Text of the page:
Looking for Hope
If you grew up in a snowy region, you were probably one of millions of kids hoping for lots of snow during the winter months. Not only to play in; lots of snow usually meant school closings. More snow meant happier kids! As we get older, our priorities change a bit.
Millions of people in North America depend on a cute furry animal called a groundhog to predict six more weeks of winter, or an early spring, with most people hoping for an early spring. During my later years on the road, I watched on February 2nd with great anticipation and hope that
Punxsutawney Phil would not see his shadow! To me, it was some sort of lifeline that I held on to, to get me out of a rough winter!
Have you ever wondered how we became so reliant on a little furry creature? Relying on a groundhog to predict the future? To give us a bit of hope? According to Wikipedia, Groundhog Day is a popular tradition observed in Canada and the United States on February 2nd. It comes from the Pennsylvania Dutch superstition that if a groundhog emerging from its burrow on this day sees its shadow due to clear weather, it will retreat to its den and winter will persist for six more weeks. If it does not see its shadow because of cloudiness, spring will arrive early. While the
tradition remains popular in modern times, studies have found no consistent correlation between a groundhog seeing its shadow and the subsequent arrival time of spring-like weather.
News sources say that since the groundhog’s first prediction in 1887, Phil has seen his shadow 104 times, while he has failed to spot it on just 20 occasions. Ten years are missing from the record but Phil has issued forecasts without exception. This is the second year in a row Phil has not seen his shadow and the first time on record in consecutive years.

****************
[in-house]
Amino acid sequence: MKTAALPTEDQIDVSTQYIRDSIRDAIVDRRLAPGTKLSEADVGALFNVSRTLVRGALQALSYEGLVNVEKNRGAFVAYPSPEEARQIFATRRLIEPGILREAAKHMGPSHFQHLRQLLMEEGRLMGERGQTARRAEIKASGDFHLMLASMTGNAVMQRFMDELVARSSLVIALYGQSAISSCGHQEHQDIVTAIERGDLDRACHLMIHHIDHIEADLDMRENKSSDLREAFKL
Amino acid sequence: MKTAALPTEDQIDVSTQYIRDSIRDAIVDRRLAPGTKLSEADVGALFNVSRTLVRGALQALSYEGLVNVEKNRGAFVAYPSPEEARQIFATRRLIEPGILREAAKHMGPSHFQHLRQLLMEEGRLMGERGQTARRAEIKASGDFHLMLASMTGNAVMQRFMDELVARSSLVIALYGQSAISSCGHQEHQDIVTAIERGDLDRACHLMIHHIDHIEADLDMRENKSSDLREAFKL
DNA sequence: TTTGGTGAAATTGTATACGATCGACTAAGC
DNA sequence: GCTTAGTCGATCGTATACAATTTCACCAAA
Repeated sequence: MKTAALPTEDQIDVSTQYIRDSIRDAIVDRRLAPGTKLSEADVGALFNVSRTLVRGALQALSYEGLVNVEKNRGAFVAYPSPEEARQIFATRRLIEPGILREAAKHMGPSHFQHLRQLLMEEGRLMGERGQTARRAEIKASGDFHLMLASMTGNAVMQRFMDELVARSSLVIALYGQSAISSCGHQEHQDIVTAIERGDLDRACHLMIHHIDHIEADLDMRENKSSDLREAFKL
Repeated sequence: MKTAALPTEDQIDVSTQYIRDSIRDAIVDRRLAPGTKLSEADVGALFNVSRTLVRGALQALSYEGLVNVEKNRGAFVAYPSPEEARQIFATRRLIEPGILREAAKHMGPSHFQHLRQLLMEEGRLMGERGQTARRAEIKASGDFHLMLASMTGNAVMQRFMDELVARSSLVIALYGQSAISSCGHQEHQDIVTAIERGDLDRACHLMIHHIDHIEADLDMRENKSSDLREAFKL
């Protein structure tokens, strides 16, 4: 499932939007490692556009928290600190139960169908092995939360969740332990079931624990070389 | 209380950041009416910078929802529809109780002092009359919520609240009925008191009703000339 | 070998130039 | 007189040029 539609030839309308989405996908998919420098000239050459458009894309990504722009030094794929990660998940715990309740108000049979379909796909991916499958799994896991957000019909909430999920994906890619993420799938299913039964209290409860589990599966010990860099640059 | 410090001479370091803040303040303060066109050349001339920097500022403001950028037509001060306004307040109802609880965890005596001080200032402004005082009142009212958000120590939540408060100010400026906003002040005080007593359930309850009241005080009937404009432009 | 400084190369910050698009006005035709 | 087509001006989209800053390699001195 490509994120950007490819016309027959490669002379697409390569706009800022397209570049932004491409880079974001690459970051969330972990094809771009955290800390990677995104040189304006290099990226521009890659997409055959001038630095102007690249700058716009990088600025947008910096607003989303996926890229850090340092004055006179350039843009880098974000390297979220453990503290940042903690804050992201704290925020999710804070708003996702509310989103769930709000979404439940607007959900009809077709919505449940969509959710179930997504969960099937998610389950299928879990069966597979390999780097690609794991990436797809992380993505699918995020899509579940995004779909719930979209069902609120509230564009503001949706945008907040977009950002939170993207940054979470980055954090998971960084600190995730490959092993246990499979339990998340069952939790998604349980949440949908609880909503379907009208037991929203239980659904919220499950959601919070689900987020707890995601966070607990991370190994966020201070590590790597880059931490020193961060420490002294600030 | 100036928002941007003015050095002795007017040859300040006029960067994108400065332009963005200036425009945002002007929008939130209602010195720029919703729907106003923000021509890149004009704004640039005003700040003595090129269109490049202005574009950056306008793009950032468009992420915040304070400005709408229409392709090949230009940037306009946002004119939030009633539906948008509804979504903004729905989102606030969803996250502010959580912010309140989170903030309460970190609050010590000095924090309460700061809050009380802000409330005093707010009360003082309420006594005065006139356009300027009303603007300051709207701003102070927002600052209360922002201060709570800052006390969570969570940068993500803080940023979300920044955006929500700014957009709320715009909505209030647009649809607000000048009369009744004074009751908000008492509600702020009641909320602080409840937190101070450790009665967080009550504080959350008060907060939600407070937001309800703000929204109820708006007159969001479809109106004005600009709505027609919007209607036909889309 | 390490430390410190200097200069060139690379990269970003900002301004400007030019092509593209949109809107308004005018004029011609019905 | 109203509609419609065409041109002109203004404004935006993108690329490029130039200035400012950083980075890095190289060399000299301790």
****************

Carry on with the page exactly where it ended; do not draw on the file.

Another source of hope we found ourselves relying on was the Magic 8 Ball. Some of us are old enough to remember when the Magic 8 Ball came out. Kids and adults alike put their hope in the answers the Magic 8 Ball gave, hoping they were the answers they were looking for. I vividly
remember my grandfather, who owned a very successful construction company, shaking the Magic 8 Ball that I’d just gotten for Christmas, asking if we’d have an early spring. He was hurt when the ball gave him the answer he didn’t want.
I know for the most part that it’s all in fun, but how many people actually take Punxy Phil, or the Magic 8 Ball seriously? We rely on things for hope and these are just an example of how vulnerable we can be when we’re looking for hope, even if it is in fun. With hope there is possibility. With hope there are alternatives. With hope there is help. Sometimes, it’s the common struggles of paying bills, putting food on the table and keeping an income, where we lose hope. During those times, we must remember how we made it through the tough times of the past.
I’ll leave you with a quote I really like: You must have the personal connection to really anchor your feelings of hope. That anchoring will allow you to trust the hope and create momentum and mental positivity which can only lead to a better future.